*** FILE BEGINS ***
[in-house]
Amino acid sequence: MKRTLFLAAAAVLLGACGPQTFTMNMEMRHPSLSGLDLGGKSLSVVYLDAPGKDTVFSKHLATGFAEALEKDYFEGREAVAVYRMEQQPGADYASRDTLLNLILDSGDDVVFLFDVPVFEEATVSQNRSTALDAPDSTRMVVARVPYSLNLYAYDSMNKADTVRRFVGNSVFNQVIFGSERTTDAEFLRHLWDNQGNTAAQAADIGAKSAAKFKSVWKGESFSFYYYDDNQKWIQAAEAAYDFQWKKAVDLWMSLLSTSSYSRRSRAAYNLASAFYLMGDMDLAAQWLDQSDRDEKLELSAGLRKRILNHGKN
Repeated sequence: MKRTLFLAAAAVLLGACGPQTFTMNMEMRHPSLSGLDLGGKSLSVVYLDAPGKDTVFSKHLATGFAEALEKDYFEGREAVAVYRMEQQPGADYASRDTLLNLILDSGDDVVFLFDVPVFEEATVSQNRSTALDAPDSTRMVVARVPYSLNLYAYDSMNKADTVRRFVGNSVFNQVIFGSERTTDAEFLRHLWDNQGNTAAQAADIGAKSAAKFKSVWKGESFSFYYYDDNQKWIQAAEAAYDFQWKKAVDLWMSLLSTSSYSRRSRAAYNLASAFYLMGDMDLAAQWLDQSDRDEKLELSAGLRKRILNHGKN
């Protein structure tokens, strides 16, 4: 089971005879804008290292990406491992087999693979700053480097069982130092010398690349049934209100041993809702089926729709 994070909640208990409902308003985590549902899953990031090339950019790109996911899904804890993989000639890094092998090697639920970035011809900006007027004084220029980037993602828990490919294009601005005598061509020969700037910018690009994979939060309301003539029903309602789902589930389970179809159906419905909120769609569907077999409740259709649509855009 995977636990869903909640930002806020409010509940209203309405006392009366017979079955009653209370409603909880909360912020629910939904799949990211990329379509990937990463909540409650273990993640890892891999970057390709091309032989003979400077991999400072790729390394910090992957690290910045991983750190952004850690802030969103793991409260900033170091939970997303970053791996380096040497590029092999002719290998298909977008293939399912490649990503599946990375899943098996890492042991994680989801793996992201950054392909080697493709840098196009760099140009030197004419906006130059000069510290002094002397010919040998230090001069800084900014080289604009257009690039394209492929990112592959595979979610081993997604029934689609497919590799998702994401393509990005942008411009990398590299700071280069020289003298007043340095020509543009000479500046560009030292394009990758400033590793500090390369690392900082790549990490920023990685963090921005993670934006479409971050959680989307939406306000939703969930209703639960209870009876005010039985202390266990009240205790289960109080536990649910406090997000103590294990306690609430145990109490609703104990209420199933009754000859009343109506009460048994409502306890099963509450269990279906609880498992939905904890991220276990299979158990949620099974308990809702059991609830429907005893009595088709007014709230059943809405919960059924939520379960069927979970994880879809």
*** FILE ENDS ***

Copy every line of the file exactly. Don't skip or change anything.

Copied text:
[in-house]
Amino acid sequence: MKRTLFLAAAAVLLGACGPQTFTMNMEMRHPSLSGLDLGGKSLSVVYLDAPGKDTVFSKHLATGFAEALEKDYFEGREAVAVYRMEQQPGADYASRDTLLNLILDSGDDVVFLFDVPVFEEATVSQNRSTALDAPDSTRMVVARVPYSLNLYAYDSMNKADTVRRFVGNSVFNQVIFGSERTTDAEFLRHLWDNQGNTAAQAADIGAKSAAKFKSVWKGESFSFYYYDDNQKWIQAAEAAYDFQWKKAVDLWMSLLSTSSYSRRSRAAYNLASAFYLMGDMDLAAQWLDQSDRDEKLELSAGLRKRILNHGKN
Repeated sequence: MKRTLFLAAAAVLLGACGPQTFTMNMEMRHPSLSGLDLGGKSLSVVYLDAPGKDTVFSKHLATGFAEALEKDYFEGREAVAVYRMEQQPGADYASRDTLLNLILDSGDDVVFLFDVPVFEEATVSQNRSTALDAPDSTRMVVARVPYSLNLYAYDSMNKADTVRRFVGNSVFNQVIFGSERTTDAEFLRHLWDNQGNTAAQAADIGAKSAAKFKSVWKGESFSFYYYDDNQKWIQAAEAAYDFQWKKAVDLWMSLLSTSSYSRRSRAAYNLASAFYLMGDMDLAAQWLDQSDRDEKLELSAGLRKRILNHGKN
């Protein structure tokens, strides 16, 4: 089971005879804008290292990406491992087999693979700053480097069982130092010398690349049934209100041993809702089926729709 994070909640208990409902308003985590549902899953990031090339950019790109996911899904804890993989000639890094092998090697639920970035011809900006007027004084220029980037993602828990490919294009601005005598061509020969700037910018690009994979939060309301003539029903309602789902589930389970179809159906419905909120769609569907077999409740259709649509855009 995977636990869903909640930002806020409010509940209203309405006392009366017979079955009653209370409603909880909360912020629910939904799949990211990329379509990937990463909540409650273990993640890892891999970057390709091309032989003979400077991999400072790729390394910090992957690290910045991983750190952004850690802030969103793991409260900033170091939970997303970053791996380096040497590029092999002719290998298909977008293939399912490649990503599946990375899943098996890492042991994680989801793996992201950054392909080697493709840098196009760099140009030197004419906006130059000069510290002094002397010919040998230090001069800084900014080289604009257009690039394209492929990112592959595979979610081993997604029934689609497919590799998702994401393509990005942008411009990398590299700071280069020289003298007043340095020509543009000479500046560009030292394009990758400033590793500090390369690392900082790549990490920023990685963090921005993670934006479409971050959680989307939406306000939703969930209703639960209870009876005010039985202390266990009240205790289960109080536990649910406090997000103590294990306690609430145990109490609703104990209420199933009754000859009343109506009460048994409502306890099963509450269990279906609880498992939905904890991220276990299979158990949620099974308990809702059991609830429907005893009595088709007014709230059943809405919960059924939520379960069927979970994880879809």